As New Year’s resolutions begin with the best of intentions, many people trying to lose weight study food labels to gauge the fat and calorie counts of their favorite treats.
A UT Southwestern nutrition expert says the list of ingredients is just as important.
Dr. Elizabeth Parks, associate professor of clinical nutrition, says the sugar fructose converts more rapidly into fat and may even cause foods eaten later to turn into fat instead of being burned.
Though fructose, a simple sugar, is naturally found in high levels in fruit, it is also added to many processed foods as the sweetener called high-fructose corn syrup, or HFCS.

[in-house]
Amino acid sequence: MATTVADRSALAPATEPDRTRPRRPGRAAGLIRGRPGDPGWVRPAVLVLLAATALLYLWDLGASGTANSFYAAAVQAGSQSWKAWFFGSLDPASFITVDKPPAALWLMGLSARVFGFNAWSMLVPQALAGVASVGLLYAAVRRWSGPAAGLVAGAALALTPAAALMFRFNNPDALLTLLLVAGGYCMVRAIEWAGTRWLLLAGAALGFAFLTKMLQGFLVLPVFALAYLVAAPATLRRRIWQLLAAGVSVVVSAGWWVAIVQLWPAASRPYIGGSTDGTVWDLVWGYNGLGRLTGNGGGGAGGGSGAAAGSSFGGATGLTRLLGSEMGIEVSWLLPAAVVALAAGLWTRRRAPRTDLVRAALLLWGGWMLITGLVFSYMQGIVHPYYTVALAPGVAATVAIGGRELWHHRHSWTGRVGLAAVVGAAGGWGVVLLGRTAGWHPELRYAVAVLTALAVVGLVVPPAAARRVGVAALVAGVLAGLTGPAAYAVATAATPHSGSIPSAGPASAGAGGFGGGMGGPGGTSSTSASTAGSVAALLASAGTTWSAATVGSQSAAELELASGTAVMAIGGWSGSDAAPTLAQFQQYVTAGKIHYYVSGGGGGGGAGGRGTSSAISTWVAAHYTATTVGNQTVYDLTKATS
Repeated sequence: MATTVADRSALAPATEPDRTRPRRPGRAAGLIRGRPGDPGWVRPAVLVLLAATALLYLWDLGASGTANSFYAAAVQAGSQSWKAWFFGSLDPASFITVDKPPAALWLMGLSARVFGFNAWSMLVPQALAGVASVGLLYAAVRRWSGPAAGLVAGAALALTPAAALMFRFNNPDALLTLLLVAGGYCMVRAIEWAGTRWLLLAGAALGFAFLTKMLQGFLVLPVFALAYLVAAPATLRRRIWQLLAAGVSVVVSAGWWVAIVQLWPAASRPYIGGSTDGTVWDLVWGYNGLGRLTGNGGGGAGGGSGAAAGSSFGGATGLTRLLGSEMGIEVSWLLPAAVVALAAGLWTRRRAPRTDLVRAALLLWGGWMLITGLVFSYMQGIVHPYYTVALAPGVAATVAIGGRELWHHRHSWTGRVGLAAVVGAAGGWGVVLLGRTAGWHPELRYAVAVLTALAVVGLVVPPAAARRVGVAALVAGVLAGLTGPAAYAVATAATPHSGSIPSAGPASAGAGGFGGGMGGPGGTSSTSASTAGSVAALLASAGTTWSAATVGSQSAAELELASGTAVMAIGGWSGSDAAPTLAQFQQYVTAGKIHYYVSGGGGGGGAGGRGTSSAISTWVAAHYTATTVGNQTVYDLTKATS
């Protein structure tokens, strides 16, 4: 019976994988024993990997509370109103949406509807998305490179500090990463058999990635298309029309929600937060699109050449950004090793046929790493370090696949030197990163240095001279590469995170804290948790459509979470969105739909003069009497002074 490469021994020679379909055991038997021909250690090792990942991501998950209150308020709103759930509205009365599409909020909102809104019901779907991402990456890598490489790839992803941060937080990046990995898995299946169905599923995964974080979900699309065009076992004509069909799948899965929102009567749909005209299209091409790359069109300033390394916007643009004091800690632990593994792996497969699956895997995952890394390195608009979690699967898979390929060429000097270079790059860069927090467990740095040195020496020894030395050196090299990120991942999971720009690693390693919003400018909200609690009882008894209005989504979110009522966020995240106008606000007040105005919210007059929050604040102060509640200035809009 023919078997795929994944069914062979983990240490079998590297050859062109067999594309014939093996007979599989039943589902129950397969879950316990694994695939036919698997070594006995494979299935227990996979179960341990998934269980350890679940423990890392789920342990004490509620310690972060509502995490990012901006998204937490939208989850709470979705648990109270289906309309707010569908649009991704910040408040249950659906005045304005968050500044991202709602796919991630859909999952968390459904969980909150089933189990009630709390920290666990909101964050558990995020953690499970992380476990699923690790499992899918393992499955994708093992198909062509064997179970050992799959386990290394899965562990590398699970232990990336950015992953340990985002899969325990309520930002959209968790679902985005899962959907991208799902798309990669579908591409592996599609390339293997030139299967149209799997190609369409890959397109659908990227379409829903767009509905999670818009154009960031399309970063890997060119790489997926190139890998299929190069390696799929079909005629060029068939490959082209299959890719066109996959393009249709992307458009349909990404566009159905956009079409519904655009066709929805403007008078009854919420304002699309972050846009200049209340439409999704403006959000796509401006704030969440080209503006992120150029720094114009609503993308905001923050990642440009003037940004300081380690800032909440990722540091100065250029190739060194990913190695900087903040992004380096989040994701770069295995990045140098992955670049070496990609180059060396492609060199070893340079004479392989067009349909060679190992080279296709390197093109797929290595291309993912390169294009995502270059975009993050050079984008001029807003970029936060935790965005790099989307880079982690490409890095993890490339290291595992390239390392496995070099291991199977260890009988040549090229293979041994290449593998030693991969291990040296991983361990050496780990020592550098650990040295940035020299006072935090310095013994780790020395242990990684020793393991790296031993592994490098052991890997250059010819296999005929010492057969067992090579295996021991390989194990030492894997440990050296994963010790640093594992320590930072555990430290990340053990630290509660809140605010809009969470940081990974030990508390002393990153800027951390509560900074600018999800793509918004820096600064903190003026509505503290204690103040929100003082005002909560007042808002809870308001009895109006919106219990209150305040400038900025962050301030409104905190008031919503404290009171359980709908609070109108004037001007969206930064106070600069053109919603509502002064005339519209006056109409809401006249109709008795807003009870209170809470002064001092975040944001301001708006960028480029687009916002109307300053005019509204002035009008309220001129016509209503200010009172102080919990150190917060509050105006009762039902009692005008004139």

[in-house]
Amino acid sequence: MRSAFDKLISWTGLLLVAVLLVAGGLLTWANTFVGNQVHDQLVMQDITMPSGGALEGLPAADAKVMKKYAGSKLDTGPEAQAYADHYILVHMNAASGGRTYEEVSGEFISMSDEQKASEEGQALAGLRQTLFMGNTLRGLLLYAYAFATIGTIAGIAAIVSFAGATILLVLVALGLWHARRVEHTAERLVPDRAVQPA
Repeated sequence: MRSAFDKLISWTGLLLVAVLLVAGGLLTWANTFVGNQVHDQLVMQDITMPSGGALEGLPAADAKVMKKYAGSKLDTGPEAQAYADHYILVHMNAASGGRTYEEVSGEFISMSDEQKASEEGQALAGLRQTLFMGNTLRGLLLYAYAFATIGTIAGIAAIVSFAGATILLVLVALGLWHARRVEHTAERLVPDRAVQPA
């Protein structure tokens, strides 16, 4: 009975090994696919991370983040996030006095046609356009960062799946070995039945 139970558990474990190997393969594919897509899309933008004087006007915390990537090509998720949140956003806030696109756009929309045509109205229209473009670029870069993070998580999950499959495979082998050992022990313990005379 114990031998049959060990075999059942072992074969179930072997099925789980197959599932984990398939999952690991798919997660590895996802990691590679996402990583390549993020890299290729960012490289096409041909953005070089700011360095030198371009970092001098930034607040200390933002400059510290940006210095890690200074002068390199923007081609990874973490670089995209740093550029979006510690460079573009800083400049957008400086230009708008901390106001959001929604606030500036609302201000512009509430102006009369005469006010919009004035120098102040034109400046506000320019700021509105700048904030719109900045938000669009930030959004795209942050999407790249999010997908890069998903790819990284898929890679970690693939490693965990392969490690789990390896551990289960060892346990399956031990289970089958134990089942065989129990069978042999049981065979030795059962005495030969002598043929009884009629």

Dr. Parks says that dieters shouldn’t eliminate fruit from their diets but that limiting fructose-laden processed foods may help.
“We’re overeating fat; we’re overeating protein; and we’re overeating all sugars,” she says. “Many people want to demonize fructose as the cause of the obesity epidemic. I think it may be a contributor, but it’s not the only problem. Americans are eating too many calories for their activity level.”
Visit www.utsouthwestern.org/nutrition to learn more about UT Southwestern’s clinical services in nutrition.
Media Contact: Katherine Morales
Return to January 2010 News Tips